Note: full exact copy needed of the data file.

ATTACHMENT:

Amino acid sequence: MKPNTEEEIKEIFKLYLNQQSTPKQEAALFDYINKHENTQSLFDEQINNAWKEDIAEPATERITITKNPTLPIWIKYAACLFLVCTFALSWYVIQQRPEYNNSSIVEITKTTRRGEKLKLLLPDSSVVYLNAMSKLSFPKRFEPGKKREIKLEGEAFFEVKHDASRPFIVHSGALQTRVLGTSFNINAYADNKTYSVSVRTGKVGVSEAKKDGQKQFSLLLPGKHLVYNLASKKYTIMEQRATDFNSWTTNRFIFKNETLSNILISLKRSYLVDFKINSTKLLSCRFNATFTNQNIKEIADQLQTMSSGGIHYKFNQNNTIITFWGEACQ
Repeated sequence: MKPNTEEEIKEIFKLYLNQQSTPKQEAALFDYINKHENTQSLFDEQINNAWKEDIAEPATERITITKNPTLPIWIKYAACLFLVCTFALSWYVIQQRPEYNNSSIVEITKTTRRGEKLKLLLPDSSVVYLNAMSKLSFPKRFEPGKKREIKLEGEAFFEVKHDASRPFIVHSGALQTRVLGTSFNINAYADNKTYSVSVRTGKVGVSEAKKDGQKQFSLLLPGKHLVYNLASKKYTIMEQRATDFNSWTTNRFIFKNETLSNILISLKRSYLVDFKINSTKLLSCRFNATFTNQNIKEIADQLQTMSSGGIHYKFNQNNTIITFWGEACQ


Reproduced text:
Amino acid sequence: MKPNTEEEIKEIFKLYLNQQSTPKQEAALFDYINKHENTQSLFDEQINNAWKEDIAEPATERITITKNPTLPIWIKYAACLFLVCTFALSWYVIQQRPEYNNSSIVEITKTTRRGEKLKLLLPDSSVVYLNAMSKLSFPKRFEPGKKREIKLEGEAFFEVKHDASRPFIVHSGALQTRVLGTSFNINAYADNKTYSVSVRTGKVGVSEAKKDGQKQFSLLLPGKHLVYNLASKKYTIMEQRATDFNSWTTNRFIFKNETLSNILISLKRSYLVDFKINSTKLLSCRFNATFTNQNIKEIADQLQTMSSGGIHYKFNQNNTIITFWGEACQ
Repeated sequence: MKPNTEEEIKEIFKLYLNQQSTPKQEAALFDYINKHENTQSLFDEQINNAWKEDIAEPATERITITKNPTLPIWIKYAACLFLVCTFALSWYVIQQRPEYNNSSIVEITKTTRRGEKLKLLLPDSSVVYLNAMSKLSFPKRFEPGKKREIKLEGEAFFEVKHDASRPFIVHSGALQTRVLGTSFNINAYADNKTYSVSVRTGKVGVSEAKKDGQKQFSLLLPGKHLVYNLASKKYTIMEQRATDFNSWTTNRFIFKNETLSNILISLKRSYLVDFKINSTKLLSCRFNATFTNQNIKEIADQLQTMSSGGIHYKFNQNNTIITFWGEACQ